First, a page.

Open source development is primarily associated with software production. Most of the software applications schools require are available in the form of stable and proven open source software including word processing, spreadsheets, presentations, e–mail, scheduling, Web browsing, and image manipulation, to name a few. One of the widely applicable of these applications is OpenOffice. OpenOffice is a highly developed office suite that is comparable to any serious commercial package, including Microsoft Office (Olavsrud, 2003). The program contains a word processor, spreadsheet, presentation manager, and drawing program. It can be run on the Linux, Windows or Macintosh operating systems. OpenOffice saves documents in its own file formats and can work with others as well, including formats used for Microsoft Office documents [4]. OpenOffice is appropriate for most all school purposes as it has all the functionality that would be required for average and advanced users. The fact that it can be run on a number of operating systems and works with documents that have been created with other office suites, makes it a versatile package that can easily be deployed in schools. OpenOffice can be downloaded free of cost and would be an easy transition for students and staff who are familiar with other office suites.

Operating systems are a basic and necessary part of any computing environment. The main challenger to the domination of Microsoft’s Windows these days is Linux, the best known of all open source software projects. Linux is recognized as a robust and stable server operating system, and has also been making headway demonstrating its potential on the desktop. A number of companies produce their own flavor of Linux and, depending on the precise needs of the school, the Linux operating system can be obtained free of cost or for a modest fee. If schools are uncomfortable going it alone with a free downloaded version of Linux, they can easily pick up various support options from one of the Linux companies for a fee [5]. Linux can be installed on most PC or Macintosh computers. Even older PCs that are unable to run current versions of Windows can often run recent versions of Linux due to its lower hardware requirements. A desktop user who is new to Linux would notice some differences from a Windows environment, but would have little trouble adjusting to some of the more recent Linux desktop environments. In fact, many of the newer Linux desktops are designed to appear very similar to a Windows environment. One important difference that would be immediately noticed with most any Linux distribution is that the package not only provides the operating system but also most of the applications that would be needed.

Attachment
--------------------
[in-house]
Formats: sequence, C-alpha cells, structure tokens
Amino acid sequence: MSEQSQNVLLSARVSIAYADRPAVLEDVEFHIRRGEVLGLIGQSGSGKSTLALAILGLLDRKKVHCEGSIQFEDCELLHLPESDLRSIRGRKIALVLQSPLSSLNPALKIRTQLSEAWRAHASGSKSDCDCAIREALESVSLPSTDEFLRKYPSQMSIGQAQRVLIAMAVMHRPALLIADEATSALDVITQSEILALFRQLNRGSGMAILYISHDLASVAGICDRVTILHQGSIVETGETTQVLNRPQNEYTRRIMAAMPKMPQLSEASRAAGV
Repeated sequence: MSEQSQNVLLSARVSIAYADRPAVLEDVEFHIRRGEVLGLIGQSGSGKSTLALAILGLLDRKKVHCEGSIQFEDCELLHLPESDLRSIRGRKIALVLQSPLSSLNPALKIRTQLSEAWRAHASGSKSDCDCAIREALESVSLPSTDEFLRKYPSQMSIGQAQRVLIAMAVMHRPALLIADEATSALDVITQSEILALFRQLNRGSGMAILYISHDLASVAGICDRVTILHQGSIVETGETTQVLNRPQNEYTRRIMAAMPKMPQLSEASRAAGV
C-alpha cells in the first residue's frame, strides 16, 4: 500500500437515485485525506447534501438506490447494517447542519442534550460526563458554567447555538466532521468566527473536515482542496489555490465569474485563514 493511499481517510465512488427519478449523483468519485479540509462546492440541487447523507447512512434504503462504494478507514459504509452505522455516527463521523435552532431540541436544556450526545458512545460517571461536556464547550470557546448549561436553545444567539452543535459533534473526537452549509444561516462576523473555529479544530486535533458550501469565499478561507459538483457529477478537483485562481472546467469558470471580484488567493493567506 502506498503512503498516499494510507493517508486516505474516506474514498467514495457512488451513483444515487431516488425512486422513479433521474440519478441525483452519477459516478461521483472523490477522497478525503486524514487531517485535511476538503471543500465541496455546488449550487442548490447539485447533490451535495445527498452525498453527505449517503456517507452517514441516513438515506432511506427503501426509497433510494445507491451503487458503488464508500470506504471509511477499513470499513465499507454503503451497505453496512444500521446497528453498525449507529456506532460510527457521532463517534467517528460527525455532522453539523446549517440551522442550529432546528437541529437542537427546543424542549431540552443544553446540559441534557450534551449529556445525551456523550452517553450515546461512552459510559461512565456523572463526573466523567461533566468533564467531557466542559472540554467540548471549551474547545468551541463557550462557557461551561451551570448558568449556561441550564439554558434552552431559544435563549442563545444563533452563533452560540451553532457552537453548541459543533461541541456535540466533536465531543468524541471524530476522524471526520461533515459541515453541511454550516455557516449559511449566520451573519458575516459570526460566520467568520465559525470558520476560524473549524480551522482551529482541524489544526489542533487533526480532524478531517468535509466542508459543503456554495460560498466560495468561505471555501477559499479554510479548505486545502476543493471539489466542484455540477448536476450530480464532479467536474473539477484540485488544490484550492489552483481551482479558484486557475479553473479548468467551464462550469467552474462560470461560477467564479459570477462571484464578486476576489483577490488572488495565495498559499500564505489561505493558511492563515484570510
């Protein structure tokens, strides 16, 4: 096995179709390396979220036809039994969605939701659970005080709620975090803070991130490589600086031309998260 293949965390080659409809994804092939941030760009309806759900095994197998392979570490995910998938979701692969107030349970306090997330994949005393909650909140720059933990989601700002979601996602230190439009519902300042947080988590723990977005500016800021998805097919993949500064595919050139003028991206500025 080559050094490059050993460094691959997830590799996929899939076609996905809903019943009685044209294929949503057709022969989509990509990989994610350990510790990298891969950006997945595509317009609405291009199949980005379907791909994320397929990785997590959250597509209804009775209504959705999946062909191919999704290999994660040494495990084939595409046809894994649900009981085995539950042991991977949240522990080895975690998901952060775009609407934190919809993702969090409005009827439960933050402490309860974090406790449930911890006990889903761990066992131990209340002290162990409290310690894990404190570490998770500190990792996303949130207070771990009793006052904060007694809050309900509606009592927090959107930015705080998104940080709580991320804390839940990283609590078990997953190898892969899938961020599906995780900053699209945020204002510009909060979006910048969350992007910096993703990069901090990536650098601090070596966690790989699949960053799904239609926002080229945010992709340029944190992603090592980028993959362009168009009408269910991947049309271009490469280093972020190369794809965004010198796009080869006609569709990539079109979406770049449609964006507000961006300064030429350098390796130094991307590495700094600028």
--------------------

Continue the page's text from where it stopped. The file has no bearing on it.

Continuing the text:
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More open source educational resources

There are many other types of open source projects emerging in addition to those aimed at software development (Stalder and Hirsh, 2002) that can benefit schools. Internet–based collaborative technologies are being used to develop online, text–based materials that are intended for educational purposes. Such projects allow subject experts from around the world to work together to produce materials that are freely available to download, modify, print and distribute. Like software projects, these content development projects are noted for their rigorous review process and ability to be quickly updated as the need arises.

Many examples of text–based, content development projects are emerging. There are initiatives underway to develop online textbooks that can be used in subject areas commonly taught in schools. Wikibooks is a project "dedicated to developing and disseminating free, open content textbooks and other classroom texts." It currently hosts over 50 textbooks in varying stages of development. A similar project that is at earlier stages of development is the Open Textbook Project. It has the goal of developing "openly copyrighted (copylefted) textbooks using the free software development model." In addition to textbooks, an encyclopedia development project has proven very successful. Wikipedia has recently surpassed the Internet traffic received by the online version of Encyclopaedia Britannica.